convert RootOf and trig functions to radicals and I
convert( expr, radical, n )
(optional) positive integer
The convert(expr, radical) calling sequence replaces RootOfs of polynomials by appropriate expressions in radical notation if possible.
The conversion can fail if Maple cannot find radical expressions for the roots or if the correct radical expression cannot be selected. If the conversion fails, the RootOf remains unchanged.
If a root of unity cannot be expressed in terms of radicals, it is converted to an equivalent expression involving sin and cos terms.
If the argument n is included, the n-th root with respect to the ordering used by solve is returned. Otherwise, the following rules are applied to choose the root.
An indexed RootOf of the form RootOf(P(_Z), index=i), where P⁡_Z=A⁢_Zm+B for some integer m is replaced by (-B/A)^(1/m)*(-1)^(2*(i-1)/m). If no index is given, then i=1 is assumed and −BA1m is returned. In particular, RootOf(_Z^2+1) and RootOf(_Z^2+1, index=1) are transformed into I.
If the argument n is included, indexed RootOf can be converted to radical only if n equals the index i. Otherwise, an error is generated.
Labeled RootOfs are converted by the same rules as unlabeled.
If a RootOf can be evaluated numerically by using evalf, then the radical expression with the closest numerical approximation is returned, which is the value of RootOf with index=1. If numerical evaluation fails, for example, if the RootOf has symbolic coefficients, then the cause is one of the following.
The RootOf has only one argument. That is, it has the form RootOf(P(_Z)). The first radical expression for the ordering used by the solve command is returned.
The RootOf is indexed. The conversion usually fails because Maple is unable to find a radical expression equal to the input RootOf for all values of the parameters.
To a limited extent, the RootOf notation can be restored by using convert/RootOf.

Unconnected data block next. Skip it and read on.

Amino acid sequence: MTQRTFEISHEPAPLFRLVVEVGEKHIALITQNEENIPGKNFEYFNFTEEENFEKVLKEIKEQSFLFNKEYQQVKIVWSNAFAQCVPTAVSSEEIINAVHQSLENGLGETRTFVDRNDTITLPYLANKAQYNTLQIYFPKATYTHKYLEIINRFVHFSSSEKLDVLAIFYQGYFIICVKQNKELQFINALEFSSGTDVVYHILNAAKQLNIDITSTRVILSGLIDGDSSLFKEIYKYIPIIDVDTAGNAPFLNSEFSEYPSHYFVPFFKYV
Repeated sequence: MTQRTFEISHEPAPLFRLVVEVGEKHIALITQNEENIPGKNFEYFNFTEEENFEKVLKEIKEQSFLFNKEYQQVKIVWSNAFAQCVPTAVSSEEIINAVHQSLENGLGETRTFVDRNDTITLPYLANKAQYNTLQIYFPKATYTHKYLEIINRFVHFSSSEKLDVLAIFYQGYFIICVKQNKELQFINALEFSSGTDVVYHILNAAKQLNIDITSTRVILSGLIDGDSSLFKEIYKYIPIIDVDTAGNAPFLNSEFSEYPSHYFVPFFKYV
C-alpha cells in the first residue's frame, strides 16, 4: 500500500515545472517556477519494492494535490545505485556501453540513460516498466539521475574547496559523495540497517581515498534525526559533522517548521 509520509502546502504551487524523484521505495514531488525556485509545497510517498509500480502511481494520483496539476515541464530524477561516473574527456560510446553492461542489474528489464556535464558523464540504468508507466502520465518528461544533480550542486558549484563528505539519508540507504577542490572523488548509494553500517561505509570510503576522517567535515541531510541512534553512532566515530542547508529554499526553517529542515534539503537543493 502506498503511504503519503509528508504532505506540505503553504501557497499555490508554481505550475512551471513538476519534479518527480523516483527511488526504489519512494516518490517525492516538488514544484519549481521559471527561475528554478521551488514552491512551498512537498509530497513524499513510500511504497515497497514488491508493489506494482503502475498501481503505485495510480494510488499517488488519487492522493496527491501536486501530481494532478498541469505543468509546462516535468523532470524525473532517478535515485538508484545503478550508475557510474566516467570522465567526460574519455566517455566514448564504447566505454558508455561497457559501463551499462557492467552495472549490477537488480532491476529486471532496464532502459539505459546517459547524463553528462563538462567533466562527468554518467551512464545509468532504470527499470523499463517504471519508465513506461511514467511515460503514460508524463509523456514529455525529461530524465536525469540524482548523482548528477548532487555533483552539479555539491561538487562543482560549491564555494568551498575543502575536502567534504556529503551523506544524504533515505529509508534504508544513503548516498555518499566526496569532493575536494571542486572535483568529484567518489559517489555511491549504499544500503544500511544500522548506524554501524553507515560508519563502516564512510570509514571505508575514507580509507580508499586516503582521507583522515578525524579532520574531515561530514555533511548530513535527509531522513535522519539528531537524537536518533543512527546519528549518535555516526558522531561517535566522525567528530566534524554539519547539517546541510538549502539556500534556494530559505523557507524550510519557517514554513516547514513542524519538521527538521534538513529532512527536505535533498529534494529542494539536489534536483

If the argument of a trigonometric function is of the form n⁢π120 where n is an integer, then Maple converts the function to radical form.
convert( RootOf(_Z^3 - 2,index=1), radical );
convert( RootOf(_Z^3 - 2,index=2), radical );
convert( RootOf(_Z^3 - 2,index=2), radical, 2);
The following command produces an error.
convert( RootOf(_Z^3 - 2,index=2), radical, 3);
Error, (in `convert/radical`) indexed RootOf can only be converted to the same root number
convert( RootOf(_Z^3 - 2,1.2), radical );
convert( RootOf(_Z^2 + 1,index=2), radical );
convert( RootOf(_Z^2 + 1), radical );
convert( RootOf(_Z^3 + _Z + 1,index=1), radical );
convert( RootOf(_Z^3 + _Z + 1), radical );
convert( RootOf(_Z^3 + _Z + x), radical );
In the following case, radical expressions exist, but viewed as functions of x none of them is equal to the RootOf.
convert( RootOf(_Z^3 + _Z + x,index=1), radical );
In general, there is no radical expression for the roots of a degree 5 polynomial.
convert( RootOf(_Z^5 + _Z + 3,index=1), radical );
The following RootOf represents a seventh root of unity. It cannot be expressed in radical form, but it can be converted to a form involving trigonometric functions.
convert( RootOf(_Z^6 + _Z^5 + _Z^4 + _Z^3 + _Z^2 + _Z + 1, index=1), radical);
Trigonometric functions of a rational multiplied by Pi can, in some cases, be converted to radical form.
convert(sec(5/24 * Pi), 'radical');
convert(cot(323/20 * Pi), 'radical');
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